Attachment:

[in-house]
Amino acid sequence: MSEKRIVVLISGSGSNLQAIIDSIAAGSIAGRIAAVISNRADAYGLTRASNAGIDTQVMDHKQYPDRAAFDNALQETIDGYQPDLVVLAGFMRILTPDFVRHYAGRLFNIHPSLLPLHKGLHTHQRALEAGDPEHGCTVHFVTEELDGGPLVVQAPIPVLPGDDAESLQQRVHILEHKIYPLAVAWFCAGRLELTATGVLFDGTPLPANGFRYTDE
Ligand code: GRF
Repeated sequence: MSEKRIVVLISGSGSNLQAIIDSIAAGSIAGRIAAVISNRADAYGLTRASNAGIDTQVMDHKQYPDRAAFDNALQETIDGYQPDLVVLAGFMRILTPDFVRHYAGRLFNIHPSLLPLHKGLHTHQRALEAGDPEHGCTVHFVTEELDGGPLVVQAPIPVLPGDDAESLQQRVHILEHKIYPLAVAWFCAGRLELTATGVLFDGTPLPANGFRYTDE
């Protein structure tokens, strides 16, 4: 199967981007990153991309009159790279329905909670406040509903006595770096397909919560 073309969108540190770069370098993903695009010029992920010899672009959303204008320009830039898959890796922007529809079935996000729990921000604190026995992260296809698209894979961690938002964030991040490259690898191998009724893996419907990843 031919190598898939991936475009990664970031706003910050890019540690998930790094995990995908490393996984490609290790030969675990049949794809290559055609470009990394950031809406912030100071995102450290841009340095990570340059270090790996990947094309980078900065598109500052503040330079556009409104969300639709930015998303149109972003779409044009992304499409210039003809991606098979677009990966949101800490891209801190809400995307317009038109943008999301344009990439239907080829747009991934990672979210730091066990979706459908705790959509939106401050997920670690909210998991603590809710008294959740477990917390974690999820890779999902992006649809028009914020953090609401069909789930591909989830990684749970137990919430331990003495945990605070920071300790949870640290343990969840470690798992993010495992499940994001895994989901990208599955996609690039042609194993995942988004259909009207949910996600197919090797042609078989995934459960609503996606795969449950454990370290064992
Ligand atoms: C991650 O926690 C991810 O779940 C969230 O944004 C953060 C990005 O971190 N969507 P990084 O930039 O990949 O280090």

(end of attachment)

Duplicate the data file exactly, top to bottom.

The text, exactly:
[in-house]
Amino acid sequence: MSEKRIVVLISGSGSNLQAIIDSIAAGSIAGRIAAVISNRADAYGLTRASNAGIDTQVMDHKQYPDRAAFDNALQETIDGYQPDLVVLAGFMRILTPDFVRHYAGRLFNIHPSLLPLHKGLHTHQRALEAGDPEHGCTVHFVTEELDGGPLVVQAPIPVLPGDDAESLQQRVHILEHKIYPLAVAWFCAGRLELTATGVLFDGTPLPANGFRYTDE
Ligand code: GRF
Repeated sequence: MSEKRIVVLISGSGSNLQAIIDSIAAGSIAGRIAAVISNRADAYGLTRASNAGIDTQVMDHKQYPDRAAFDNALQETIDGYQPDLVVLAGFMRILTPDFVRHYAGRLFNIHPSLLPLHKGLHTHQRALEAGDPEHGCTVHFVTEELDGGPLVVQAPIPVLPGDDAESLQQRVHILEHKIYPLAVAWFCAGRLELTATGVLFDGTPLPANGFRYTDE
């Protein structure tokens, strides 16, 4: 199967981007990153991309009159790279329905909670406040509903006595770096397909919560 073309969108540190770069370098993903695009010029992920010899672009959303204008320009830039898959890796922007529809079935996000729990921000604190026995992260296809698209894979961690938002964030991040490259690898191998009724893996419907990843 031919190598898939991936475009990664970031706003910050890019540690998930790094995990995908490393996984490609290790030969675990049949794809290559055609470009990394950031809406912030100071995102450290841009340095990570340059270090790996990947094309980078900065598109500052503040330079556009409104969300639709930015998303149109972003779409044009992304499409210039003809991606098979677009990966949101800490891209801190809400995307317009038109943008999301344009990439239907080829747009991934990672979210730091066990979706459908705790959509939106401050997920670690909210998991603590809710008294959740477990917390974690999820890779999902992006649809028009914020953090609401069909789930591909989830990684749970137990919430331990003495945990605070920071300790949870640290343990969840470690798992993010495992499940994001895994989901990208599955996609690039042609194993995942988004259909009207949910996600197919090797042609078989995934459960609503996606795969449950454990370290064992
Ligand atoms: C991650 O926690 C991810 O779940 C969230 O944004 C953060 C990005 O971190 N969507 P990084 O930039 O990949 O280090």